Hyperglycemic hyperosmolar syndrome. This condition occurs when people produce insulin, but it doesn’t work properly. Blood glucose levels may become very high — greater than 600 mg/dL (33 mmol/L). Because insulin is present but not working properly, the body can’t use either glucose or fat for energy.
Glucose is then spilled into the urine, causing increased urination. Left untreated, diabetic hyperglycemic hyperosmolar syndrome can lead to life-threatening dehydration and a coma. Prompt medical care is essential.
Prevention of Hyperglycemia
The following suggestions can help keep your blood sugar within your target range:
- Follow your diabetes meal plan. If you take insulin or oral diabetes medication, it’s important that you be consistent about the amount and timing of your meals and snacks. The food you eat must be in balance with the insulin working in your body.
- Monitor your blood sugar. Depending on your treatment plan, you may check and record your blood sugar level several times a week or several times a day. Careful monitoring is the only way to make sure that your blood sugar level remains within your target range. Note when your glucose readings are above or below your goal range.
- Take your medication as prescribed by your health care provider.
- Adjust your medication if you change your physical activity. The adjustment depends on the blood sugar test results and on the type and length of the activity.
Many people with diabetes, particularly those who use insulin, should have a medical ID with them at all times.
In the event of a severe hypoglycemic episode, a car accident, or other emergency, the medical ID can provide critical information about the person’s health status, such as the fact that they have diabetes, whether or not they use insulin, whether they have any allergies, etc. Emergency medical personnel are trained to look for a medical ID when they are caring for someone who can’t speak for themselves.
Medical IDs are usually worn as a bracelet or a necklace. Traditional IDs are etched with basic, key health information about the person, and some IDs now include compact USB drives that can carry a person’s full medical record for use in an emergency.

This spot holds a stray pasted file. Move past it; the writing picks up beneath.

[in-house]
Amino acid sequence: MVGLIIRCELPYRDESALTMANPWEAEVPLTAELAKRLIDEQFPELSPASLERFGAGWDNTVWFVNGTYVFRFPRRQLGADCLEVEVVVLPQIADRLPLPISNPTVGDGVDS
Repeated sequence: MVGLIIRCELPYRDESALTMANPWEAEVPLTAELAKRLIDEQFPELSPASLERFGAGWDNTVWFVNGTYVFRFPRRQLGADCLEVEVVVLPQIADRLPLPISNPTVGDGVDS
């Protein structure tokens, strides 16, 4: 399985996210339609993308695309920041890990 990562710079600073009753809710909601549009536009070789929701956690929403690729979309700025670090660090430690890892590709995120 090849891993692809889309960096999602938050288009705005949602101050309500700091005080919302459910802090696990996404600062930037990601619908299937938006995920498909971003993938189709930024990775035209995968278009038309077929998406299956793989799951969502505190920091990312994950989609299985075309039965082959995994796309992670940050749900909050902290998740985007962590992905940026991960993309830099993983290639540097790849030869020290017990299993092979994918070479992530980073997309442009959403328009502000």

Signs and symptoms of hyperglycemia
Hyperglycemia doesn’t cause symptoms until glucose values are significantly elevated — above 200 milligrams per deciliter (200 mg/dL), or 11 millimoles per liter (11 mmol/L). Symptoms of hyperglycemia develop slowly over several days or weeks. The longer blood sugar levels stay high, the more serious the symptoms become. However, some people who’ve had type 2 diabetes for a long time may not show any symptoms despite elevated blood sugars.
The signs and symptoms of high blood sugar include the following:
- High blood glucose
- High levels of sugar in the urine
- Frequent urination
- Increased thirst
Early signs and symptoms of high blood sugar
Recognizing early symptoms of hyperglycemia can help you treat the condition promptly. Watch for:
- Frequent urination
- Increased thirst
- Blurred vision
Part of managing your diabetes is checking your blood glucose often. Ask your doctor how often you should check and what your blood glucose levels should be. Checking your blood and then treating high blood glucose early will help you avoid problems associated with hyperglycemia.
Later signs and symptoms of high blood sugar
If hyperglycemia goes untreated, it can cause toxic acids (ketones) to build up in your blood and urine (ketoacidosis). Signs and symptoms include:
- Fruity-smelling breath
- Nausea and vomiting
- Shortness of breath
- Dry mouth
- Abdominal pain
Call your local emergency number for emergency medical assistance if:
- You’re sick and can’t keep any food or fluids down, and
- Your blood glucose levels are persistently above 240 mg/dL (13 mmol/L) and you have ketones in your urine.
What if Hyperglycemia Goes Untreated?
Hyperglycemia can be a serious problem if you don’t treat it, so it’s important to treat as soon as you detect it. If you fail to treat hyperglycemia, a condition called ketoacidosis (diabetic coma) could occur. Ketoacidosis develops when your body doesn’t have enough insulin. Without insulin, your body can’t use glucose for fuel, so your body breaks down fats to use for energy.
When your body breaks down fats, waste products called ketones are produced. Your body cannot tolerate large amounts of ketones and will try to get rid of them through the urine. Unfortunately, the body cannot release all the ketones and they build up in your blood, which can lead to ketoacidosis.
Ketoacidosis is life-threatening and needs immediate treatment. Symptoms include:
- Shortness of breath
- Breath that smells fruity
- Nausea and vomiting
- Very dry mouth
Talk to your doctor about how to handle this condition.
How To Diagnose Hyperglycemia
Your doctor sets your target blood sugar range. For many people who have diabetes, doctors generally recommends target blood sugar levels that are:
- Between 80 and 120 mg/dL (4 and 7 mmol/L) for people age 59 and younger who have no other underlying medical conditions
- Between 100 and 140 mg/dL (6 and 8 mmol/L) for people age 60 and older, those who have other medical conditions, such as heart, lung or kidney disease, or those who have a history of low blood sugar (hypoglycemia) or who have difficulty recognizing the symptoms of hypoglycemia